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Federal Tech Execs Pessimistic About White House IT Priorities

April 9, 2014 - Last week, the White House surprised many supporters and critics alike when it announced that the Affordable Care Act had met its original target of enrolling seven million Americans in federally-funded health insurance exchanges by the March 31 deadline – exceeding the figure projected by the non-partisan Congressional Budget Office by over one million enrollees.

In the weeks before the April 1 announcement, it is likely that anxiety surrounding the flawed rollout was felt nowhere more acutely than among federal officials working to execute the Obama Administration’s information technology goals.

From March 13-25, 2014, Government Business Council and Nextgov polled senior federal IT managers (those at the GS-14, GS-15, and SES level) on their attitudes, perceptions, and beliefs surrounding the Obama Administration’s major IT initiatives. Overall, their attitudes reflected a certain pessimism as to whether their agencies can keep pace with the administration’s ambitious agenda, given high public expectations and declining budgets.

Of the 74 executive respondents, only 8.1% are “very confident” in their agency’s ability to successfully execute the administration’s IT priorities, while 32.4% indicate that they are “not confident.” 

These findings perhaps indicate a preference for scaling-back expectations and favoring incremental improvements to government IT services, over revolutionary changes to the federal IT landscape. For instance, when asked to rank their agency’s most important goals in 2014, “IT service quality and accountability” was the top priority by a wide margin, as opposed to more forward-looking goals like the adoption of mobile technology, cloud computing, and open data. 

Perhaps less surprisingly, respondents cite a “lack of funding” as the greatest challenge to the success of the administration’s goals, noting that IT budgets have been largely flat since 2012. Nevertheless, several officials responded that fiscal constraints were less worrisome than the inability to match mission with personnel, particularly when it comes to utilizing the skills of younger and more tech-savvy federal employees.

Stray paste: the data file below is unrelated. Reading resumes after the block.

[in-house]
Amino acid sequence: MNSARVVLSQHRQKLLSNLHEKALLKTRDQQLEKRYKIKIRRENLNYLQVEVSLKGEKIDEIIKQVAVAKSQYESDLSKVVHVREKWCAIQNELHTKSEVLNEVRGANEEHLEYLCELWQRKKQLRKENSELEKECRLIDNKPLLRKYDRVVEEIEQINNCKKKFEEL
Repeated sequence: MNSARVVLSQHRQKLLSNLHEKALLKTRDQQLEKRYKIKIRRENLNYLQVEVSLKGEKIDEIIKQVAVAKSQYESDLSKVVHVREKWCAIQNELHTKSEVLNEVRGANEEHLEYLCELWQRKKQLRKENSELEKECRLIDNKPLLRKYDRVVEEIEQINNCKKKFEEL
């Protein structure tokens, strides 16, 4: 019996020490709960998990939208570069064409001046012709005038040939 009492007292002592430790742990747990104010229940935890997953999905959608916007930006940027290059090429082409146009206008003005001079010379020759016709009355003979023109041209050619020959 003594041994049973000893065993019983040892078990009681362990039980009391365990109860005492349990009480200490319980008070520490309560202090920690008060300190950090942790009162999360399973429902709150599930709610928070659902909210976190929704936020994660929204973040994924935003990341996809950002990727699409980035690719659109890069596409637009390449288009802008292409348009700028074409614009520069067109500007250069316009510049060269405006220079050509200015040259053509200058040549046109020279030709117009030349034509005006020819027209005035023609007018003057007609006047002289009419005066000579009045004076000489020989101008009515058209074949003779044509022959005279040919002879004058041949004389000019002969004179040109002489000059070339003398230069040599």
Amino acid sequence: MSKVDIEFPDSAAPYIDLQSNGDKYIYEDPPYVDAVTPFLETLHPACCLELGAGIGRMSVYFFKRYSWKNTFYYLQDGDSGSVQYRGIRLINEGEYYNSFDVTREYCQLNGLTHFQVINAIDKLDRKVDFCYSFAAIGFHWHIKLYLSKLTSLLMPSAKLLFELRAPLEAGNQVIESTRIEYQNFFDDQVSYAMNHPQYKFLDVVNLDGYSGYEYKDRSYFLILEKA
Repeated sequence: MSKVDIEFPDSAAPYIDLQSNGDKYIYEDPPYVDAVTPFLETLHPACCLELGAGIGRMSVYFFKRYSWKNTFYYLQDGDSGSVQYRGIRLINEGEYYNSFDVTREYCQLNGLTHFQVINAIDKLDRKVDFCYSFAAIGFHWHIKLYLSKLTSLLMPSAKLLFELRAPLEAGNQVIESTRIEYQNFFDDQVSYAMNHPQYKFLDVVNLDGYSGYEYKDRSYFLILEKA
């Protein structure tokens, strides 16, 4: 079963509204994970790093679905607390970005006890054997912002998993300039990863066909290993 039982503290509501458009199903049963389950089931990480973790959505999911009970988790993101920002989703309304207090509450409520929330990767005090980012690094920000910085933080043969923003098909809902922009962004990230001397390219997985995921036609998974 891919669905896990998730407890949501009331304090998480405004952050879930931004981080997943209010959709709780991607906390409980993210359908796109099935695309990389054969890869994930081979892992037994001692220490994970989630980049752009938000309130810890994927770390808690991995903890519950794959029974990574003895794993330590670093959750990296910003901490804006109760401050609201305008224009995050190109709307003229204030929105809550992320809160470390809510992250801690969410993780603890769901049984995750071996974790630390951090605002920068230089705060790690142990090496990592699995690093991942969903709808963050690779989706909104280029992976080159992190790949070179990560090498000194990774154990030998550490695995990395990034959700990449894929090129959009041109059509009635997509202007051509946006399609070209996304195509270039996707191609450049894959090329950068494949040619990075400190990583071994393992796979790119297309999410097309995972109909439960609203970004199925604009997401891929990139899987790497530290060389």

While it is difficult to determine whether negative perceptions of might have affected federal tech managers’ attitudes, it will be interesting to see whether this pessimism remains stable even as the Obamacare enrollment saga ostensibly recedes from front-page headlines over the course of 2014.

Government Business Council and Nextgov will explore these and other questions further in our quarterly poll series. If you are interested in sharing your thoughts on the future of government IT, please take a moment to join our Federal Tech Insiders Panel.

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- Chris Cornillie, Research Analyst

Image: Flickr user Willow Burns


This post is written by Government Business Council; it is not written by and does not necessarily reflect the views of Government Executive Media Group's editorial staff. For more information, see our advertising guidelines.


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